“There was a lot of pent-up anger we had to get out based on those experiences on tour,” adds
Gromada. “A lot of the record is us reacting to things that were happening at the time. So it's honestly going to end up being a really good snapshot of where we were when we wrote it.”

Whether it’s the ominous yet uplifting pulse of opener “Nightmare”, the slick, sophisticated pop of the aforementioned “Say What You Want” or the hyperactively blissful yet simultaneously melancholy strains of “Glass House”, this album is indeed just that. Recorded at Reclaim Studios in Thompson, CT with Chris Curran in two sessions with a tour in the middle—hence the inspiration for “Nightmare”—it’s an album that truly highlights just how much and how far the band has come since starting out playing together as friends in school about a decade ago, then forming Shallow Pools five or so years later.
Listen, for instance, to the melancholy pop-punk-with-a-twist of “Dead Ends” or the lush, ’80s-inspired atmospherics of “Golden”, which marries emotional fragility with instrumentation that Bryan Adams in his prime would be both proud and jealous of. Elsewhere, “Now Or Never” was also written with Lynn Gunn because both parties enjoyed the experience of creating “Say What You Want” together so much, while “All We Got”—an incredibly beguiling up-tempo dance in the face of oblivion—was written with Cameron Walker from Twin XL.

But underneath all the glossy, professional production values, catchy hooks and singalong melodies is a set of sensitive, soulful songs riddled with both the pain of existence and that very vivid fear that existence will end far too soon. That’s cleverly manifested in the plaintive burst of flames that is “No Good At Goodbyes”—a song that is very directly and literally about the end of the world, and which ends the record with the harrowing warm glow of a burning world, a scorched earth where humanity is no more. And yet, despite that oblivion, there’s still—somewhere, somehow—a sense of hope and a defiant fighting spirit within its framework. So as much as I Think About It All The Time was inspired by the end of the world, and as much as the band say the catharsis they needed from it didn’t really materialize, it nevertheless exists as a tangible, physical beacon of hope and defiance for those who listen to it.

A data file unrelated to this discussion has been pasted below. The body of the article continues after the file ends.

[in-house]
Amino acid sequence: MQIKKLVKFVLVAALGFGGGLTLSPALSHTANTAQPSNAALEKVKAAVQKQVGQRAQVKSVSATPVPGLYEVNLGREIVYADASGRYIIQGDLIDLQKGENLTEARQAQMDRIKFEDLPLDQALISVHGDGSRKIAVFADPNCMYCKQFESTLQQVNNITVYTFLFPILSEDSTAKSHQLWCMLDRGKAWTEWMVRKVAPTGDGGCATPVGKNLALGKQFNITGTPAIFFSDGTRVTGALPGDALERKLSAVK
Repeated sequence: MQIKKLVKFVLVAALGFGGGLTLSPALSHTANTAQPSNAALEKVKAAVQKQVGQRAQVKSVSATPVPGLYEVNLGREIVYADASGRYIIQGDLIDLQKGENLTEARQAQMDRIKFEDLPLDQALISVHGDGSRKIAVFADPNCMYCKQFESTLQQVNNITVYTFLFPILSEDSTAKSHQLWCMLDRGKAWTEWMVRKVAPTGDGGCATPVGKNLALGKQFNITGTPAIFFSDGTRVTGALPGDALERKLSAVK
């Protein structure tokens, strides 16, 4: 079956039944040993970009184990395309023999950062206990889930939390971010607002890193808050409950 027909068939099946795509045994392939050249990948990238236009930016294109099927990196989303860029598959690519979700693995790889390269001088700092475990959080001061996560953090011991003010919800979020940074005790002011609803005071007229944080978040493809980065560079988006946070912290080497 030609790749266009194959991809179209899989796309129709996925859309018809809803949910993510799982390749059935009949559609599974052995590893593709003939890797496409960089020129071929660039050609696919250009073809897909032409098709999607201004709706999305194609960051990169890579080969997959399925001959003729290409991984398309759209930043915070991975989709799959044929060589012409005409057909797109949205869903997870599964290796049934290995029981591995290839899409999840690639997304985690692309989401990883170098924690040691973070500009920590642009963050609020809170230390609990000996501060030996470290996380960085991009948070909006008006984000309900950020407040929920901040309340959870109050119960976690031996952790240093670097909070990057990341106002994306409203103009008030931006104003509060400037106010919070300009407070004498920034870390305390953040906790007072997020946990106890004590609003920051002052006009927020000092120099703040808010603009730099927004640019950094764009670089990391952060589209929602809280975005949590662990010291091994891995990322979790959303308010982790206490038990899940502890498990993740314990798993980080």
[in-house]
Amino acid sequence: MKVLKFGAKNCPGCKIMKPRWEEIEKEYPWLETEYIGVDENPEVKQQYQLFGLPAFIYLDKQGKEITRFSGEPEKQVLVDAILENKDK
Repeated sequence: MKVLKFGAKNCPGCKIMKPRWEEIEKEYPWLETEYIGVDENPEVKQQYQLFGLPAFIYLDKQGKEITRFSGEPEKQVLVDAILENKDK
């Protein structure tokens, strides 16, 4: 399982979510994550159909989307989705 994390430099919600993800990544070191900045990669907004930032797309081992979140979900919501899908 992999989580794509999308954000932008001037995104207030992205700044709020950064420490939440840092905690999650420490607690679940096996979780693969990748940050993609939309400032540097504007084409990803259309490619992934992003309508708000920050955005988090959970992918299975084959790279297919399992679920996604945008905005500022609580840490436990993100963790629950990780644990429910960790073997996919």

“The most important thing to me,” says Brennan, “ is making people feel safe and comfortable. I know that’s something that I looked for when I was younger.”
“I just really hope people listen to it and relate to it and find a sense of community through us,” adds Ajemian. “We have a small community right already now, and they’ve all become friends with each other and hang out, and I just want that for more people.”
“And hopefully this album will give us the opportunity to play in front of more people,” adds Brennan, “because that’s my favorite part of all this. Because then you get to talk to people face to face and they can tell you what it means to them. And that gets me crying.”